This Week in Indie Publishing


Independent writers are choosing their own paths to success

Until recently, if you were a writer who had a novel or other work, there was essentially a single path to follow: you tried to find an agent who liked your writing, and who would be able to sell it to a publisher. The process could take months or years — assuming you were able to get on that merry-go-round at all.

David Gaughran, author of Let’s Get Digital and other books about self-publishing, tried that route when he wrote his first novel about 11 years ago. It was an exasperating experience.

“I spent about 18 months querying every agent that I could find in the English-language world and didn’t really get anywhere,” Gaughran says. He was frustrated enough that he thought about giving up. “But then I started looking at self-publishing.”

Read the rest of this story HERE.


Indie publishers hold hidden literary gems

Independent and self-publishing is all the rage these days. As someone interested in creative writing myself, I think it’s important to give time to other aspiring authors who’ve chosen to take their creative destinies into their own hands and publish their work themselves.

One particularly fascinating work that falls under this category is Treyvon Meursault’s “L’Appel Du Vide.” From the opening scenes of “L’Appel Du Vide,” readers might think this is a book that’s one of many in a series by Meursault. In fact, one would probably never imagine that this 250+ page epic ripe with expertly-set scenes, a distinguished cast of characters and a plot that challenges readers’ thinking much more so than your typical fantasy fic is actually Meursault’s debut novel.
The novel is immersive, and is based on the premise that following humanity’s emergence, those who’ve claimed themselves as gods after slaughtering their world’s former inhabitants find their authority threatened. Without relinquishing their dominion to the growing population of “pygmies” who now inhabit their land, life will cease to exist, unless these “gods” are able to find another life form to bear their burden. As a book that puts the reader in the center of the action, this is where you come in.

Read the rest of this story HERE.


How to promote your self-published novel

When self-publishing a novel, promotion is everything!

On the traditional publishing path, literary agents will provide numerous opportunities to raise awareness and your publisher will likely have well-traveled paths for advertising in place.

When you’re on your own, it’s up to you! Everything about promotion, the factor that will partly determine the success of your novel, is in your hands. That should sound both scary and exciting!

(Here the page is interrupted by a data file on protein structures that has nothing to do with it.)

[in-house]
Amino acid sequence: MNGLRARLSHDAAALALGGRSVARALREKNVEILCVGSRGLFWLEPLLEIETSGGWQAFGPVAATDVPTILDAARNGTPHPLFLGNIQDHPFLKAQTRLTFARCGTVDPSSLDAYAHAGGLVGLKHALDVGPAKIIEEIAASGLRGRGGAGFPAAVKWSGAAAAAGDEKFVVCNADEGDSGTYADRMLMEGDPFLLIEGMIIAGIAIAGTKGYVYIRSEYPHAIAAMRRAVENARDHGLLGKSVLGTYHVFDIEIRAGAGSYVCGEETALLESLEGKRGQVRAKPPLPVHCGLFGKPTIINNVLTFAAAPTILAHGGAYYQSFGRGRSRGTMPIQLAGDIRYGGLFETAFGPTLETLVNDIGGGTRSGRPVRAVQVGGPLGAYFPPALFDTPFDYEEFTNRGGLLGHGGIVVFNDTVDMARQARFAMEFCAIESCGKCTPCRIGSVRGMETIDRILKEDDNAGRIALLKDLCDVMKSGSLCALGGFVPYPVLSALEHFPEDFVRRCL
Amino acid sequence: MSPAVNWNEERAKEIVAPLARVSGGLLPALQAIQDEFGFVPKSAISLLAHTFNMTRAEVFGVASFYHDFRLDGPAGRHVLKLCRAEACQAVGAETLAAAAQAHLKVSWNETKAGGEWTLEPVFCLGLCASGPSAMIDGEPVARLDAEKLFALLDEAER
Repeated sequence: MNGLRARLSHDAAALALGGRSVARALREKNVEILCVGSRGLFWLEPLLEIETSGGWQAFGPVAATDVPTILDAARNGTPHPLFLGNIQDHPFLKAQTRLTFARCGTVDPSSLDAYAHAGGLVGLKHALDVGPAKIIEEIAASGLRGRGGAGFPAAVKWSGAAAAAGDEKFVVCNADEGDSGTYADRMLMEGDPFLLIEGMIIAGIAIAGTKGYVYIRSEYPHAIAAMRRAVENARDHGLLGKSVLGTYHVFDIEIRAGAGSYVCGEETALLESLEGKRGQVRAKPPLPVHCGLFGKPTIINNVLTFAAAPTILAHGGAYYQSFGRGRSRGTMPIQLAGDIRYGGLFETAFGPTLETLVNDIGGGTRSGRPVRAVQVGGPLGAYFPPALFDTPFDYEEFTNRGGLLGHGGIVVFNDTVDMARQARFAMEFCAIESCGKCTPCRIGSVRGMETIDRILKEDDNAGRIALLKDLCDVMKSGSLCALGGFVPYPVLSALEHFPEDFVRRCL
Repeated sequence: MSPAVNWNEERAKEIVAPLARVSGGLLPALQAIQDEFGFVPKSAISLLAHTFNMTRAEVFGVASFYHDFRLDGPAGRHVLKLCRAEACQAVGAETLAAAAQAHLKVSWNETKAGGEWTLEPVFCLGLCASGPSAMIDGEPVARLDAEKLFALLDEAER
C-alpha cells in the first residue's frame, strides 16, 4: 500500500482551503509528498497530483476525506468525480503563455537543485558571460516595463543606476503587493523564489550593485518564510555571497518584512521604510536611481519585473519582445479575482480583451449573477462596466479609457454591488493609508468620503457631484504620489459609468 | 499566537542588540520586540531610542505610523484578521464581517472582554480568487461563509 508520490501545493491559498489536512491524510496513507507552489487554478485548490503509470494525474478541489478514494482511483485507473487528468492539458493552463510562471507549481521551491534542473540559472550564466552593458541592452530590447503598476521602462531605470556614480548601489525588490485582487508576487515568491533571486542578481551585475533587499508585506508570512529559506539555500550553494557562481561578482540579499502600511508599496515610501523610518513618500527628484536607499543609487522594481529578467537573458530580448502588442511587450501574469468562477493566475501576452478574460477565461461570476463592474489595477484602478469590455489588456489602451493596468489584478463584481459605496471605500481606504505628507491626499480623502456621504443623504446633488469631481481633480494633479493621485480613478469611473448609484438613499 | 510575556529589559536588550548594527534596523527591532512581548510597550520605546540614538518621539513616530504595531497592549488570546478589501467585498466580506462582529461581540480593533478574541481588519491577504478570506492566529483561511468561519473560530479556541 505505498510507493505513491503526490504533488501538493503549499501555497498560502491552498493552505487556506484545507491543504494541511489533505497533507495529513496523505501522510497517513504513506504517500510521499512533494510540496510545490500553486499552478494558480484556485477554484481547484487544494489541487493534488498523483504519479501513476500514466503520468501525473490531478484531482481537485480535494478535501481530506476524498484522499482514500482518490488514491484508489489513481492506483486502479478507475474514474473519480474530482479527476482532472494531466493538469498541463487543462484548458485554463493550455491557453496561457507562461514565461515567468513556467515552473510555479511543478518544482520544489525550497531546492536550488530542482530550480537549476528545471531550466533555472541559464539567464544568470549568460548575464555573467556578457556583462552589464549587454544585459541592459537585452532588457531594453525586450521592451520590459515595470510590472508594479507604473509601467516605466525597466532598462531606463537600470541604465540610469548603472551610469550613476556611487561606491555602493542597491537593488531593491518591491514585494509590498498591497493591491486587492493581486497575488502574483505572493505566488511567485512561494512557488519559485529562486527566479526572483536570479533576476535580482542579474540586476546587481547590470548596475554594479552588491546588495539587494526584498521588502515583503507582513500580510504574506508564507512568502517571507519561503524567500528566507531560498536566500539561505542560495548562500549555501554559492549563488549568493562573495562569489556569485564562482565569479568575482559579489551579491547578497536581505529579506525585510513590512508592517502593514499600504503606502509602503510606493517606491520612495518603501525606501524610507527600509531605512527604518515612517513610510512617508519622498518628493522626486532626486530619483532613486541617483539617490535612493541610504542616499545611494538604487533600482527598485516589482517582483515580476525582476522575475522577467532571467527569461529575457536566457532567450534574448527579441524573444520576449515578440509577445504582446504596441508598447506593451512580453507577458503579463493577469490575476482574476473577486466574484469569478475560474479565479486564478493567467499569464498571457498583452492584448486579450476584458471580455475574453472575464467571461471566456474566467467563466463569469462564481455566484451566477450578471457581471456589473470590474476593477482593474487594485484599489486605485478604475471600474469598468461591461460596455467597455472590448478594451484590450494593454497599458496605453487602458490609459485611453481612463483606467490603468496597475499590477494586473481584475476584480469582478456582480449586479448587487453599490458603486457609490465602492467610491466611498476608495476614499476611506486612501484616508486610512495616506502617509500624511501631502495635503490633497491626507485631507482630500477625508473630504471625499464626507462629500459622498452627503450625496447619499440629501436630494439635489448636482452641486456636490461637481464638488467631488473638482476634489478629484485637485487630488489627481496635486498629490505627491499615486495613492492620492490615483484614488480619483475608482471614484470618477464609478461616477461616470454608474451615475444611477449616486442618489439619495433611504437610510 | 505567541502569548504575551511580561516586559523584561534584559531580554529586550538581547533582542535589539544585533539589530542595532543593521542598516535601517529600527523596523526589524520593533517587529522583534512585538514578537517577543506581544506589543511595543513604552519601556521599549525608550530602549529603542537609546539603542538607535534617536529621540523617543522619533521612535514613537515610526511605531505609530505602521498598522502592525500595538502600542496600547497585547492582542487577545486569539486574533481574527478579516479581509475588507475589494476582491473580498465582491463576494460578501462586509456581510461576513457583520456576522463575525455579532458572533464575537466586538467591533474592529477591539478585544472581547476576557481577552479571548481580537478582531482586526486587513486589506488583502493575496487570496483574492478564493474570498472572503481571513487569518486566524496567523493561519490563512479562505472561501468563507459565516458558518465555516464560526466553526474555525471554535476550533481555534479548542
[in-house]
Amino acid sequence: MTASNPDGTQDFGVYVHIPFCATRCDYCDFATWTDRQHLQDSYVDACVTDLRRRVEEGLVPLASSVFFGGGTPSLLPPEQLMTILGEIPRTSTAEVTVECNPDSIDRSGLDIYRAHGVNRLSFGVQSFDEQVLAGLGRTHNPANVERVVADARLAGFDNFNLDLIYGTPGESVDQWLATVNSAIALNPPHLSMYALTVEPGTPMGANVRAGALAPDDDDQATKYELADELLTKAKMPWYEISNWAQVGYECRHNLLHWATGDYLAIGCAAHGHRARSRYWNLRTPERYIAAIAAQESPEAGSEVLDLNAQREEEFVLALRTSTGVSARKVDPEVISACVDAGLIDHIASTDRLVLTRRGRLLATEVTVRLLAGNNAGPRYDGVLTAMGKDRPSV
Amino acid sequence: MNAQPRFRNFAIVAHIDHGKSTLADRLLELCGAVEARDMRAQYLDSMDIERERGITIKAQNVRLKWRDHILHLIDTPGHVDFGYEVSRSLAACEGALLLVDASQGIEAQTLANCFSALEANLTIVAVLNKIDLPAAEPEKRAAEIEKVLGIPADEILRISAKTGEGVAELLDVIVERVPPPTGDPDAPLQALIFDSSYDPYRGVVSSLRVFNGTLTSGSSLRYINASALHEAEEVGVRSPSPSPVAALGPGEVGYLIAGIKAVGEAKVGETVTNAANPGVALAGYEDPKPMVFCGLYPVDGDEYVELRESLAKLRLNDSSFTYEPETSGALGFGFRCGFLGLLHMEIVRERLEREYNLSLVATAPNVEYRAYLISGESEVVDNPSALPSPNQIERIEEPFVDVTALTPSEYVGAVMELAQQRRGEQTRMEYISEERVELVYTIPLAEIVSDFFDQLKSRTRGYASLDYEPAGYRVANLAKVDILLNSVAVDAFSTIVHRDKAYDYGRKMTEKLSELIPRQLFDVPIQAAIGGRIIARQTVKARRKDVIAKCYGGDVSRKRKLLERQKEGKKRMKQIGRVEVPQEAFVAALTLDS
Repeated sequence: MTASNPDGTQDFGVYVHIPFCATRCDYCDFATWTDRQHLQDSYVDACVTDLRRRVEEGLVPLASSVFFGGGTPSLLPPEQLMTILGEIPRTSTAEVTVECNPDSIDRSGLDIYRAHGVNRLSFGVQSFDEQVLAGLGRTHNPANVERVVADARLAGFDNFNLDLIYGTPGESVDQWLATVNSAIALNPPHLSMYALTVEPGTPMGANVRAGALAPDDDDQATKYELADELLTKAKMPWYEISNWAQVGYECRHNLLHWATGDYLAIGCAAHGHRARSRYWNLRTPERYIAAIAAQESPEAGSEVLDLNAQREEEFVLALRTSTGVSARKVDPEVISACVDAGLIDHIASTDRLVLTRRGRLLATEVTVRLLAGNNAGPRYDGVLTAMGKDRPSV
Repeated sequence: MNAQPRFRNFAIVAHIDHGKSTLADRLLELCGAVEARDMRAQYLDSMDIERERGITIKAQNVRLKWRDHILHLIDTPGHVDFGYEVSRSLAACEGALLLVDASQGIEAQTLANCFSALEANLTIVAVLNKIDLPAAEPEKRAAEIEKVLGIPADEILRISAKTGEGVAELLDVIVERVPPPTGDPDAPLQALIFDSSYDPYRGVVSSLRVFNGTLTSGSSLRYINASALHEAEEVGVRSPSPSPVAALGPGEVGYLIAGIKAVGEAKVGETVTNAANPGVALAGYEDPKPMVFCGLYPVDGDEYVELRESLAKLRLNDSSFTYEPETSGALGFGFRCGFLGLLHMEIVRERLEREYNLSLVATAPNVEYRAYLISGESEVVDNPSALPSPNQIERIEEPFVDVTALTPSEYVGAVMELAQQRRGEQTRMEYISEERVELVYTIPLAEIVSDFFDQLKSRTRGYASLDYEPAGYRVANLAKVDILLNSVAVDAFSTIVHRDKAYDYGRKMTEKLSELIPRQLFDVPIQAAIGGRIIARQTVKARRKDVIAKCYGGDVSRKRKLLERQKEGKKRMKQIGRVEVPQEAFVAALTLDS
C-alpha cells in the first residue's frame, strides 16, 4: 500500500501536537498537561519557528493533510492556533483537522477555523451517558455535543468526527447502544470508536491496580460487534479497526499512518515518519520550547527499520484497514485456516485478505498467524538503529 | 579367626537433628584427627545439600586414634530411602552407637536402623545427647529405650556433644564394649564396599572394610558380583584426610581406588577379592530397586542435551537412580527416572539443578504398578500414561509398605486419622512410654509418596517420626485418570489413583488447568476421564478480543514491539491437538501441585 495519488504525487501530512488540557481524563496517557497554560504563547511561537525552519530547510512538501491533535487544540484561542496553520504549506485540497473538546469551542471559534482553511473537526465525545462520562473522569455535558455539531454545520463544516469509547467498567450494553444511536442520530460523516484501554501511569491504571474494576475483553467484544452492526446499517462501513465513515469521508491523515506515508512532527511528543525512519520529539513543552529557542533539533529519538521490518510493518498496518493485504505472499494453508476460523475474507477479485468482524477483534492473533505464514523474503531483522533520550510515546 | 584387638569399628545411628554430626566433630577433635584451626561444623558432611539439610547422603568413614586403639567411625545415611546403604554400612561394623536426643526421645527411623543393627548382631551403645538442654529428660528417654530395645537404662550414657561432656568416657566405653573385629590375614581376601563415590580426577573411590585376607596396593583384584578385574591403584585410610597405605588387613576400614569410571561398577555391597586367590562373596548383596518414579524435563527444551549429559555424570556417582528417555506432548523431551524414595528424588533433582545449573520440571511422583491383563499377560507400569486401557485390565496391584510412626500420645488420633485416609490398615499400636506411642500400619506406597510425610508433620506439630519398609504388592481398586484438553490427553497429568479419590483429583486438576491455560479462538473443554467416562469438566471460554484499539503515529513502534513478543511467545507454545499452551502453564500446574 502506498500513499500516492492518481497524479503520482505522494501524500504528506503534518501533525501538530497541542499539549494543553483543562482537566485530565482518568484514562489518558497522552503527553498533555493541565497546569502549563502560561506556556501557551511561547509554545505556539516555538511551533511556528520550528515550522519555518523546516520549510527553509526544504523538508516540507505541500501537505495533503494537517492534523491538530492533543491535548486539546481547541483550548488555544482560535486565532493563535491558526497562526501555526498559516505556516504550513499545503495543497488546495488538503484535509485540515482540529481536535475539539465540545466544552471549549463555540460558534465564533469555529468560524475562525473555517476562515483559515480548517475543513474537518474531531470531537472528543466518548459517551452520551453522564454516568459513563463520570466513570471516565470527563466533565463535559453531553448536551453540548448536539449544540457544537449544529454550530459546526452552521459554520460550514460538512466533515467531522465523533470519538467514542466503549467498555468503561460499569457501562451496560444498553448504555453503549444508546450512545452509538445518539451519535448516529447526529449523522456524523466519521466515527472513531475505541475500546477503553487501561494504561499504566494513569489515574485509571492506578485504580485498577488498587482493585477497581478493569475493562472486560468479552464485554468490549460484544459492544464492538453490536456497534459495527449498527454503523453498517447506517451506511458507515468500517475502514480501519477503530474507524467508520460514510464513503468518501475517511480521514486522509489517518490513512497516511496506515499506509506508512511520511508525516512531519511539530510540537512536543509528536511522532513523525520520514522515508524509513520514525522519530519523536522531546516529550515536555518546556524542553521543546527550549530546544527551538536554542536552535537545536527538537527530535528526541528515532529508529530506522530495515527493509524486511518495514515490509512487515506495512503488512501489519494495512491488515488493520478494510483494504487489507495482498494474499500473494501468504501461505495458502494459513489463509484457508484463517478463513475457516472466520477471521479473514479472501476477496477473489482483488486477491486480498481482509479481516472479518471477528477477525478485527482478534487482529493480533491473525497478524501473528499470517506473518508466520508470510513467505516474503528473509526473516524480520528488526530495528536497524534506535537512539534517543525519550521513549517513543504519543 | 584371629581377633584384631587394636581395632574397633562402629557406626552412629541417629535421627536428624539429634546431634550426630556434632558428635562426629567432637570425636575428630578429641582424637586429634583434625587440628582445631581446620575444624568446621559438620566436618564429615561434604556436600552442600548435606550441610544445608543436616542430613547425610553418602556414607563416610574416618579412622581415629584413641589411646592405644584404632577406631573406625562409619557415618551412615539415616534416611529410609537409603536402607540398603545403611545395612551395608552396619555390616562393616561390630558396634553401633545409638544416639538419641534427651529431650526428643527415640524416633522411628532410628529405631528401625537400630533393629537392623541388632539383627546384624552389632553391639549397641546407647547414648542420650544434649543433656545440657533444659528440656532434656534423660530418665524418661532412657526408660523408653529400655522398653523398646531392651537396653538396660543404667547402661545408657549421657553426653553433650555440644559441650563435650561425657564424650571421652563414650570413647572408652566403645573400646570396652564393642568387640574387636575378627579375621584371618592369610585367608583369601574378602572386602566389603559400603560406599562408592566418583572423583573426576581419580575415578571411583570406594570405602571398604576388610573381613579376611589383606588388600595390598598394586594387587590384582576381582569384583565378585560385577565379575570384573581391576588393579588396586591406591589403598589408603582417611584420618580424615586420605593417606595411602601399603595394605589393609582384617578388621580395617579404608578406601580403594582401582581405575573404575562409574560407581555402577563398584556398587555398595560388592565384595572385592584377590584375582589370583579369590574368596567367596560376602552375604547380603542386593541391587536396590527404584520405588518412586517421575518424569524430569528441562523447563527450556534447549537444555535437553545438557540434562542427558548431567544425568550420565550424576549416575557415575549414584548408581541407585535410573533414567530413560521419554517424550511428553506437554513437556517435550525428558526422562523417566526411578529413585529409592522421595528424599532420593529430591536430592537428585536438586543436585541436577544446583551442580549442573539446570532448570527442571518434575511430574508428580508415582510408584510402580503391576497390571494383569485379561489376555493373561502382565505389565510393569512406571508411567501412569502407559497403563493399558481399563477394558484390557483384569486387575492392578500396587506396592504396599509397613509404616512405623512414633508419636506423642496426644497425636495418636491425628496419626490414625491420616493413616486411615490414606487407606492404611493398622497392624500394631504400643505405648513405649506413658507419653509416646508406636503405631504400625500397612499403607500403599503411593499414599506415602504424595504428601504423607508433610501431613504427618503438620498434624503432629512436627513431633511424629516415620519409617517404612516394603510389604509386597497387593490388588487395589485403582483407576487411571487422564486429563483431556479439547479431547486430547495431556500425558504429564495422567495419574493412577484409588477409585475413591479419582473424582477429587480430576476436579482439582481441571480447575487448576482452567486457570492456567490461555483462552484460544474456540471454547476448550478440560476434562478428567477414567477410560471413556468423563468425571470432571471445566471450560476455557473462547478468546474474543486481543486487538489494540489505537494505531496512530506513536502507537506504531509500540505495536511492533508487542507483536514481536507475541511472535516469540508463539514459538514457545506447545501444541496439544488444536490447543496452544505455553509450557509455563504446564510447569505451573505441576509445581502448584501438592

To make sure you can rest easier and enjoy the process as much as possible, we’re glad to provide help, insight, tips, and tricks on the topic of…

Read the rest of this story HERE.


Big Changes at BookBaby

n the world of self-publishing companies, there are more than a few scam outlets that steal not just authors’ hard-earned money, but also their hopes, aspirations, and even their reputations. Many of these companies have thankfully been thrown on the trash heap due to shady business practices, while some have even spent a good deal of time in court desperately trying to defend themselves (and failing) from fraud allegations.

So when a solid company with a good reputation and excellent customer service comes along, people tend to sit up and take notice. BookBaby is one such company, built from a 74-year-old business that has met the needs of independent creators all that time. But as first reported by The Digital Reader, big changes have been taking place at the outlet’s parent company, with new mergers, deals, splits, and more.

BookBaby is just one company within a much broader range of platforms. Several of the branches of this artistic family tree have been bought, namely, those that handle the music side of things.

Read the rest of this story HERE.


The Hefty Price of Predatory Publishing

The US Federal Trade Commission has won a $50.1 million court judgment against an India-based scientific publishing group and associated conference organizer for “unfair and deceptive practices.”

The judgment was filed late last week in the US District Court for the District of Nevada against OMICS Group, iMedPub, and Srinubabu Gedela, who runs the companies. The FTC brought its case against Omics Group and its affiliate in 2016, alleging violations of the FTC Act, which covers deceptive and unfair business practices. The judgment includes not only the hefty fine, but permanent injunctions against activities carried out by the firms from which they profited.

The 40-page ruling from the court lays out the many violations cited by the FTC in its filing, including OMICS Group making “numerous misrepresentations regarding the nature and reputation of their journals.” According to the FTC, its evidence suggests OMICS’s peer-review practices are a sham; the publisher used the names of scientists and researchers on its website as editorial board members, even though many of those people never agreed to be affiliated with OMICS Group; and the publisher self-calculated impact factors for its journals, among other deceptive practices.

Read the rest of this story HERE.

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5 thoughts on “This Week in Indie Publishing

  1. I really appreciate you gathering these links, Don – thanks. It’s always good to know what’s going on in the field.

    Like

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